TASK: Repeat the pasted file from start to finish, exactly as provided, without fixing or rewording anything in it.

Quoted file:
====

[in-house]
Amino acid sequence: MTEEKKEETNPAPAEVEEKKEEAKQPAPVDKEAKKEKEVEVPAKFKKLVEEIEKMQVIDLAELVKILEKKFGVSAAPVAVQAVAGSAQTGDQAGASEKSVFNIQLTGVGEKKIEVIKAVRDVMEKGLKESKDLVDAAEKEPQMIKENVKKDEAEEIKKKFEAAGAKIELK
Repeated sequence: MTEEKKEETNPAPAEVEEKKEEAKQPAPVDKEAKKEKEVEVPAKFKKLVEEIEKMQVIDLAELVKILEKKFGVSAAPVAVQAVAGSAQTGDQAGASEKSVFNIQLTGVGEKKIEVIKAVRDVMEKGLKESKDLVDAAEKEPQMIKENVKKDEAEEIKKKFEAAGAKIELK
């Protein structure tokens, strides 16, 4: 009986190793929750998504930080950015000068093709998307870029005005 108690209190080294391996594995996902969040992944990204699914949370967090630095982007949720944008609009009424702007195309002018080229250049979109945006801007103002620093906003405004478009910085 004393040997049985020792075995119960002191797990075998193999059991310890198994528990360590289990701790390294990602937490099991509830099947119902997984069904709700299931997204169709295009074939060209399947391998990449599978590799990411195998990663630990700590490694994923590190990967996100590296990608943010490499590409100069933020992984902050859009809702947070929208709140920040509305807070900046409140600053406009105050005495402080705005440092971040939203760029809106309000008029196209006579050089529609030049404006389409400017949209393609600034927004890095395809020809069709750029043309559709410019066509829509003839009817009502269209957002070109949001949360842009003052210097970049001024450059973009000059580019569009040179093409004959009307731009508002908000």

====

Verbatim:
[in-house]
Amino acid sequence: MTEEKKEETNPAPAEVEEKKEEAKQPAPVDKEAKKEKEVEVPAKFKKLVEEIEKMQVIDLAELVKILEKKFGVSAAPVAVQAVAGSAQTGDQAGASEKSVFNIQLTGVGEKKIEVIKAVRDVMEKGLKESKDLVDAAEKEPQMIKENVKKDEAEEIKKKFEAAGAKIELK
Repeated sequence: MTEEKKEETNPAPAEVEEKKEEAKQPAPVDKEAKKEKEVEVPAKFKKLVEEIEKMQVIDLAELVKILEKKFGVSAAPVAVQAVAGSAQTGDQAGASEKSVFNIQLTGVGEKKIEVIKAVRDVMEKGLKESKDLVDAAEKEPQMIKENVKKDEAEEIKKKFEAAGAKIELK
């Protein structure tokens, strides 16, 4: 009986190793929750998504930080950015000068093709998307870029005005 108690209190080294391996594995996902969040992944990204699914949370967090630095982007949720944008609009009424702007195309002018080229250049979109945006801007103002620093906003405004478009910085 004393040997049985020792075995119960002191797990075998193999059991310890198994528990360590289990701790390294990602937490099991509830099947119902997984069904709700299931997204169709295009074939060209399947391998990449599978590799990411195998990663630990700590490694994923590190990967996100590296990608943010490499590409100069933020992984902050859009809702947070929208709140920040509305807070900046409140600053406009105050005495402080705005440092971040939203760029809106309000008029196209006579050089529609030049404006389409400017949209393609600034927004890095395809020809069709750029043309559709410019066509829509003839009817009502269209957002070109949001949360842009003052210097970049001024450059973009000059580019569009040179093409004959009307731009508002908000």